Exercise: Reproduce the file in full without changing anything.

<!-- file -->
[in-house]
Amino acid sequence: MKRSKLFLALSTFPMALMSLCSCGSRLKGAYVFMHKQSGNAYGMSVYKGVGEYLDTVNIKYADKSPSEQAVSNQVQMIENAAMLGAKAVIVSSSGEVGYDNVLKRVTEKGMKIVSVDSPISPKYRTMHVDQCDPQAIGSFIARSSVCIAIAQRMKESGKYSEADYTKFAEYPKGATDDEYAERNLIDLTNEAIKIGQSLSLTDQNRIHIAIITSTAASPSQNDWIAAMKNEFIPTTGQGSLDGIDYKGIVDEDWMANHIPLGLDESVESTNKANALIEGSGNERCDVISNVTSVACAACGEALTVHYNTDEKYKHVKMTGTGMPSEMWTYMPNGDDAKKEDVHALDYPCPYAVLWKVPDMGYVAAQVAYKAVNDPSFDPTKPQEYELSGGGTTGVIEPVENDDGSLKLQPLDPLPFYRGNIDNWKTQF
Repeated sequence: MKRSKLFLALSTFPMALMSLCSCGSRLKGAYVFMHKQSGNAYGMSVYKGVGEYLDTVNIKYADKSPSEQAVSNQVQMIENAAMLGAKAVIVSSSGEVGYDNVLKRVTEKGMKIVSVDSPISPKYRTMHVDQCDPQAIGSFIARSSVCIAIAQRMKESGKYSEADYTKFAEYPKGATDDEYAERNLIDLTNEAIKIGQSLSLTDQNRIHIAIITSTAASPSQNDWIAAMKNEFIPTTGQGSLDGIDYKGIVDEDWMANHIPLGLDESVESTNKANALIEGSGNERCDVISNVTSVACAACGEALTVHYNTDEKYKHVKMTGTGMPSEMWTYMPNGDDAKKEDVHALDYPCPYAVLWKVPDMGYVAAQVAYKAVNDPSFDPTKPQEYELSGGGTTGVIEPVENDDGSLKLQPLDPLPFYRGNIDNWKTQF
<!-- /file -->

[in-house]
Amino acid sequence: MKRSKLFLALSTFPMALMSLCSCGSRLKGAYVFMHKQSGNAYGMSVYKGVGEYLDTVNIKYADKSPSEQAVSNQVQMIENAAMLGAKAVIVSSSGEVGYDNVLKRVTEKGMKIVSVDSPISPKYRTMHVDQCDPQAIGSFIARSSVCIAIAQRMKESGKYSEADYTKFAEYPKGATDDEYAERNLIDLTNEAIKIGQSLSLTDQNRIHIAIITSTAASPSQNDWIAAMKNEFIPTTGQGSLDGIDYKGIVDEDWMANHIPLGLDESVESTNKANALIEGSGNERCDVISNVTSVACAACGEALTVHYNTDEKYKHVKMTGTGMPSEMWTYMPNGDDAKKEDVHALDYPCPYAVLWKVPDMGYVAAQVAYKAVNDPSFDPTKPQEYELSGGGTTGVIEPVENDDGSLKLQPLDPLPFYRGNIDNWKTQF
Repeated sequence: MKRSKLFLALSTFPMALMSLCSCGSRLKGAYVFMHKQSGNAYGMSVYKGVGEYLDTVNIKYADKSPSEQAVSNQVQMIENAAMLGAKAVIVSSSGEVGYDNVLKRVTEKGMKIVSVDSPISPKYRTMHVDQCDPQAIGSFIARSSVCIAIAQRMKESGKYSEADYTKFAEYPKGATDDEYAERNLIDLTNEAIKIGQSLSLTDQNRIHIAIITSTAASPSQNDWIAAMKNEFIPTTGQGSLDGIDYKGIVDEDWMANHIPLGLDESVESTNKANALIEGSGNERCDVISNVTSVACAACGEALTVHYNTDEKYKHVKMTGTGMPSEMWTYMPNGDDAKKEDVHALDYPCPYAVLWKVPDMGYVAAQVAYKAVNDPSFDPTKPQEYELSGGGTTGVIEPVENDDGSLKLQPLDPLPFYRGNIDNWKTQF